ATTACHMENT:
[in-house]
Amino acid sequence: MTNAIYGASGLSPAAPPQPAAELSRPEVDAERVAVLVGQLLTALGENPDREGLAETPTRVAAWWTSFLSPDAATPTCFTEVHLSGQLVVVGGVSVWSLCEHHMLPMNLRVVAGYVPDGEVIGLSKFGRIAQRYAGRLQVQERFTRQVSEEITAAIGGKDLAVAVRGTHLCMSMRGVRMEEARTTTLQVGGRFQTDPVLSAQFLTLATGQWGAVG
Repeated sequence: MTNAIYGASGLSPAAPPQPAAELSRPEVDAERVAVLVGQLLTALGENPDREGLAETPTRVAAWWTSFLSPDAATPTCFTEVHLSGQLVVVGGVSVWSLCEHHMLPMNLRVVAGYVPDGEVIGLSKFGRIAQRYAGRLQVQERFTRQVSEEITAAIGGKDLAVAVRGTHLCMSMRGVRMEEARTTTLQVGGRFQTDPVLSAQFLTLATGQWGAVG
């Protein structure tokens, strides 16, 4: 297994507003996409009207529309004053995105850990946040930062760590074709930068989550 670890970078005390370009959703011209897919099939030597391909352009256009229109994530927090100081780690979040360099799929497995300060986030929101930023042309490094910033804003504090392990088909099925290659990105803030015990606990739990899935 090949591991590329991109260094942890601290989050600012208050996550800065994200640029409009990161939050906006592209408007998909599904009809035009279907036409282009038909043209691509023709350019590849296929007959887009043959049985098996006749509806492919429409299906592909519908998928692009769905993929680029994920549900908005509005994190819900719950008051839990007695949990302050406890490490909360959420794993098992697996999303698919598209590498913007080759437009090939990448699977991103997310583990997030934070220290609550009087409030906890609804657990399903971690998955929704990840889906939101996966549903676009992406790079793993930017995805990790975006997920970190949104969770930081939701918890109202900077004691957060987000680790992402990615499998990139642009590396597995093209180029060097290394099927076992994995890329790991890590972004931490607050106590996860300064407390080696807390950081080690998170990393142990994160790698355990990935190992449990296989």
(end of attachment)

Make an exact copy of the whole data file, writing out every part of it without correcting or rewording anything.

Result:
[in-house]
Amino acid sequence: MTNAIYGASGLSPAAPPQPAAELSRPEVDAERVAVLVGQLLTALGENPDREGLAETPTRVAAWWTSFLSPDAATPTCFTEVHLSGQLVVVGGVSVWSLCEHHMLPMNLRVVAGYVPDGEVIGLSKFGRIAQRYAGRLQVQERFTRQVSEEITAAIGGKDLAVAVRGTHLCMSMRGVRMEEARTTTLQVGGRFQTDPVLSAQFLTLATGQWGAVG
Repeated sequence: MTNAIYGASGLSPAAPPQPAAELSRPEVDAERVAVLVGQLLTALGENPDREGLAETPTRVAAWWTSFLSPDAATPTCFTEVHLSGQLVVVGGVSVWSLCEHHMLPMNLRVVAGYVPDGEVIGLSKFGRIAQRYAGRLQVQERFTRQVSEEITAAIGGKDLAVAVRGTHLCMSMRGVRMEEARTTTLQVGGRFQTDPVLSAQFLTLATGQWGAVG
């Protein structure tokens, strides 16, 4: 297994507003996409009207529309004053995105850990946040930062760590074709930068989550 670890970078005390370009959703011209897919099939030597391909352009256009229109994530927090100081780690979040360099799929497995300060986030929101930023042309490094910033804003504090392990088909099925290659990105803030015990606990739990899935 090949591991590329991109260094942890601290989050600012208050996550800065994200640029409009990161939050906006592209408007998909599904009809035009279907036409282009038909043209691509023709350019590849296929007959887009043959049985098996006749509806492919429409299906592909519908998928692009769905993929680029994920549900908005509005994190819900719950008051839990007695949990302050406890490490909360959420794993098992697996999303698919598209590498913007080759437009090939990448699977991103997310583990997030934070220290609550009087409030906890609804657990399903971690998955929704990840889906939101996966549903676009992406790079793993930017995805990790975006997920970190949104969770930081939701918890109202900077004691957060987000680790992402990615499998990139642009590396597995093209180029060097290394099927076992994995890329790991890590972004931490607050106590996860300064407390080696807390950081080690998170990393142990994160790698355990990935190992449990296989």